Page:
Select your localized edition:

Close ×

More Ways to Connect

Discover one of our 28 local entrepreneurial communities »

Be the first to know as we launch in new countries and markets around the globe.

Interested in bringing MIT Technology Review to your local market?

MIT Technology ReviewMIT Technology Review - logo

 

Unsupported browser: Your browser does not meet modern web standards. See how it scores »

{ action.text }

The United States may soon need to bid a sad farewell to the sand-barrel approach to highway crash protection. A new self-healing automotive crash-barrier material developed to add safety at NASCAR pit stops–it recaptures its original shape minutes after a car crashes into it–is now under evaluation for use on the nation’s highways.

“If we put these in high-accident locations, it’s immediately ready after an accident” to absorb a second crash, says Dean Focke, roadway standards engineer for the Ohio Department of Transportation, which, along with federal transportation officials, is currently evaluating the material, made by Battelle Science and Technology, of Columbus, OH.

The material is a type of polyurethane that Battelle developed through a proprietary process that removes brittleness no matter how hard or fast it’s deformed. What’s more, the deformed material doesn’t “rebound” too quickly, which could cause a crashed car to bounce back into lanes of traffic. The materials can be arranged in several bays and modified for various applications.

“Most materials, as you impact it at faster and faster rates, they will have more brittleness,” says Jay Sayre, a materials scientist at Battelle. “But this material doesn’t go through a brittle failure. It’s an energy-absorbing hyperelastic form of polyurethane. What’s unique about it is the mechanical performance.”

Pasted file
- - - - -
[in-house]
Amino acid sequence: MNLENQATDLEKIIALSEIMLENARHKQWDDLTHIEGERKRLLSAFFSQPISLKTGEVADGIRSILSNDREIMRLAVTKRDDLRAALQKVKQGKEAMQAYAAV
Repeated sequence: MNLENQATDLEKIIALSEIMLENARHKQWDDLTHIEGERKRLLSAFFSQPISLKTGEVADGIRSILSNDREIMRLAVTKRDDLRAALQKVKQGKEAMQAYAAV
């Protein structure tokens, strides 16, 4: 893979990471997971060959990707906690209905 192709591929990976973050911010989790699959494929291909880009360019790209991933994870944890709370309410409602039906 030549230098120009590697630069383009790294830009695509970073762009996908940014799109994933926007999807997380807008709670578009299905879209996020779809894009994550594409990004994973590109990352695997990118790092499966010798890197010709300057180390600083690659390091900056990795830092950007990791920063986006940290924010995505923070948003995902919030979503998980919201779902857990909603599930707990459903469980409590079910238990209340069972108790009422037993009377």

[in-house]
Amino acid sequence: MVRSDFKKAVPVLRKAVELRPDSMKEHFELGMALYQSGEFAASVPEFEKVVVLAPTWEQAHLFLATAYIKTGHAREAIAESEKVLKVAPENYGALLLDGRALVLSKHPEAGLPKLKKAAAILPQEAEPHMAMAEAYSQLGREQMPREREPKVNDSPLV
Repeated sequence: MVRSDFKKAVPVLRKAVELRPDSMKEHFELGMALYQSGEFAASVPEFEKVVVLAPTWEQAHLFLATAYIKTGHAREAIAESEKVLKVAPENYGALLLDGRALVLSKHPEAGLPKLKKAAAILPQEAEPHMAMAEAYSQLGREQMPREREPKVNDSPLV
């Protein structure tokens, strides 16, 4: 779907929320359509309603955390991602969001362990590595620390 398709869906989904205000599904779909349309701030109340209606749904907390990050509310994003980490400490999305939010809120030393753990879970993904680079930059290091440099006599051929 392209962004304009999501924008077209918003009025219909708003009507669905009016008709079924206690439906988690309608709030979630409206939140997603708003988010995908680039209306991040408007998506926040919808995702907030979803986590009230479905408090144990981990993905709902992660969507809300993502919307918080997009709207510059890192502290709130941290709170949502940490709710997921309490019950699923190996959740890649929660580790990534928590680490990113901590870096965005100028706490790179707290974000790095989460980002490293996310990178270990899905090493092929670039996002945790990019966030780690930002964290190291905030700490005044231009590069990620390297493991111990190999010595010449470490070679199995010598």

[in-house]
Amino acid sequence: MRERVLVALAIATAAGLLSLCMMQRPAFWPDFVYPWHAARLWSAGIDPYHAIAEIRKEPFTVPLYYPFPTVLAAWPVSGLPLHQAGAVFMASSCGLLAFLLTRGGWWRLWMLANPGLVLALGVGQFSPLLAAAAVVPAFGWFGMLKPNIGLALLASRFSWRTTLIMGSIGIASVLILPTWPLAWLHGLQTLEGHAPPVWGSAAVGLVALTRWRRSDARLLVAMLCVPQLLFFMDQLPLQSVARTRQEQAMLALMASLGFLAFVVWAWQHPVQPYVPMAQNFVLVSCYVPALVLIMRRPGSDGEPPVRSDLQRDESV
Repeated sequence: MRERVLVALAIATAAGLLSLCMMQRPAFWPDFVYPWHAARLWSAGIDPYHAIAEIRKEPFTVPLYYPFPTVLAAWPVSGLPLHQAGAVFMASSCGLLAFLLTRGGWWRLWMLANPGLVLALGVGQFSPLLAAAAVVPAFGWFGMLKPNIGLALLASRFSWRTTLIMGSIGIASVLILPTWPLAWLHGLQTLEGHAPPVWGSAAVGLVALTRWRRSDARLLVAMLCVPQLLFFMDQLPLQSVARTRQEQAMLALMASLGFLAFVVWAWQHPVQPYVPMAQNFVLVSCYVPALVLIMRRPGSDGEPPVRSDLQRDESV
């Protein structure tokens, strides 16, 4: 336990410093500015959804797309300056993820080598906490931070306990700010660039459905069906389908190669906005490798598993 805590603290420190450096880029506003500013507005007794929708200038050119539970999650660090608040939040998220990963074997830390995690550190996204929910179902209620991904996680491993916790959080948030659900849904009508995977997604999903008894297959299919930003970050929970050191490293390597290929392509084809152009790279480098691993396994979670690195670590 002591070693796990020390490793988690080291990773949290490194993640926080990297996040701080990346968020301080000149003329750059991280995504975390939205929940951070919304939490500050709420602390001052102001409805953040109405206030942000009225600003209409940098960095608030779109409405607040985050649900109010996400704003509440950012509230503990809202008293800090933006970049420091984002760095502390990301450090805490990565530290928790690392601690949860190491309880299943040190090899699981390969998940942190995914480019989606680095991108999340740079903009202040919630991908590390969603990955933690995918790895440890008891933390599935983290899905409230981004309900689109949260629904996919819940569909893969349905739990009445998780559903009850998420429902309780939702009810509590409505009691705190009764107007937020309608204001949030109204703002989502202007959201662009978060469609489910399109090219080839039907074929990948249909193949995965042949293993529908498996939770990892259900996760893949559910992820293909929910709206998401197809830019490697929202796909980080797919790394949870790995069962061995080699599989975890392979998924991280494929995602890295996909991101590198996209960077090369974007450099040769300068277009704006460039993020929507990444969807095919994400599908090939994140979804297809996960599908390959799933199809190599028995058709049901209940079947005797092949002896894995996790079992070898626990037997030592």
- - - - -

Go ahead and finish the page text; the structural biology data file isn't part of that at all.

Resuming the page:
Battelle originally developed the system for NASCAR, which wanted something practical and safe for the leading edge of the concrete wall that separates pit row from the race lanes. A prototype was able to take head-on and 20-degree impacts at speeds up to 100 miles per hour and still regain its shape. Now Battelle is working on versions that could take the place of highway-crash barriers and even some military armor applications.

With most polyurethanes and other plastics, “if you hit it, it might go back to 95 percent the first time, 90 percent the second time, 85 percent, and eventually, it just doesn’t go back,” says Scott Versluis, vice president for technology development and commercialization at Battelle. “That’s how a classical plastic behaves. Also, there is a point where you can stretch it far enough that it will break.”

1 comment. Share your thoughts »

Credit: Battelle

Tagged: Computing

Reprints and Permissions | Send feedback to the editor

From the Archives

Close

Introducing MIT Technology Review Insider.

Already a Magazine subscriber?

You're automatically an Insider. It's easy to activate or upgrade your account.

Activate Your Account

Become an Insider

It's the new way to subscribe. Get even more of the tech news, research, and discoveries you crave.

Sign Up

Learn More

Find out why MIT Technology Review Insider is for you and explore your options.

Show Me